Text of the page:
7. Confirmation Bias
Another risk that stems from both overconfidence and anchoring involves how we look at information. Too often we extrapolate our own beliefs without realizing it and engage in confirmation bias, or treating information that supports what we already believe, or want to believe, more favorably.
For instance, if we've had luck owning a certain brand’s cars, we will likely be more inclined to believe information that supports our own good experience owning them, rather than information to the contrary. If we've purchased a mutual fund concentrated in healthcare stocks, we may overemphasize positive information about the sector and discount whatever negative news we hear about how these stocks are expected to perform.
Hindsight bias also plays off of overconfidence and anchoring behavior. This is the tendency to re-evaluate our past behavior surrounding an event or decision knowing the actual outcome. Our judgment of a previous decision becomes biased to accommodate the new information. For example, knowing the outcome of a stock's performance, we may adjust our reasoning for purchasing it in the first place. This type of 'knowledge updating' can keep us from viewing past decisions as objectively as we should.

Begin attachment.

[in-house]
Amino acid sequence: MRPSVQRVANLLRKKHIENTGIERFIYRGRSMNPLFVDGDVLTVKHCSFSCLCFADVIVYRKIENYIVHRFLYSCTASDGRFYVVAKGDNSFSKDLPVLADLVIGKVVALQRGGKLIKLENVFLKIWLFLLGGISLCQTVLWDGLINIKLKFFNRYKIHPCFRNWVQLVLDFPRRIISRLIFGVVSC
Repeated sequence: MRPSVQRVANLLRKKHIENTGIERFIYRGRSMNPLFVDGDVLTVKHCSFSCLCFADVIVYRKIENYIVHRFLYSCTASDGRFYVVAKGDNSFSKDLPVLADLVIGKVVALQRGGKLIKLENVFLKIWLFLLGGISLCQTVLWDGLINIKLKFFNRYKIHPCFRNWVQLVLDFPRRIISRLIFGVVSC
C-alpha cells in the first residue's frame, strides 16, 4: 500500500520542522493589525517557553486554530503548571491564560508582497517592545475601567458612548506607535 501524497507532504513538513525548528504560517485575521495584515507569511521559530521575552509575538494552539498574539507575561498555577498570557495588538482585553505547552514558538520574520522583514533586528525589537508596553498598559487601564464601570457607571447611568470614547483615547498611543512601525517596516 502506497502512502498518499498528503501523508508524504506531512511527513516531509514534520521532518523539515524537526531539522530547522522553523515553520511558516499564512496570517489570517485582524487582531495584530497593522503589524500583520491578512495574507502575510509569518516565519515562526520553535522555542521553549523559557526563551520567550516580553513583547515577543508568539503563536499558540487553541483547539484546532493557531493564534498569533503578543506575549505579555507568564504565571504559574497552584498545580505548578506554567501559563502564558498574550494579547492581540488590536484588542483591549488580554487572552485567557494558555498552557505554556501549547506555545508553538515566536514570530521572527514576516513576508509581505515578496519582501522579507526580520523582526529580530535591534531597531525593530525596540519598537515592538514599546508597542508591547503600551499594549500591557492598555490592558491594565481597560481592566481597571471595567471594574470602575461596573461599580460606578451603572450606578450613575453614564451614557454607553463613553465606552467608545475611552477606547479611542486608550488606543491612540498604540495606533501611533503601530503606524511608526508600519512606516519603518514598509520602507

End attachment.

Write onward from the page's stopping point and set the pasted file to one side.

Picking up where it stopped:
8. Mental Accounting
If you've ever heard friends say that they can't spend a certain pool of money because they're planning to use it for their vacation, you've witnessed mental accounting in action. Most of us separate our money into buckets—this money is for the kids' college education, this money is for our retirement, this money is for the house. Heaven forbid that we spend the house money on a vacation.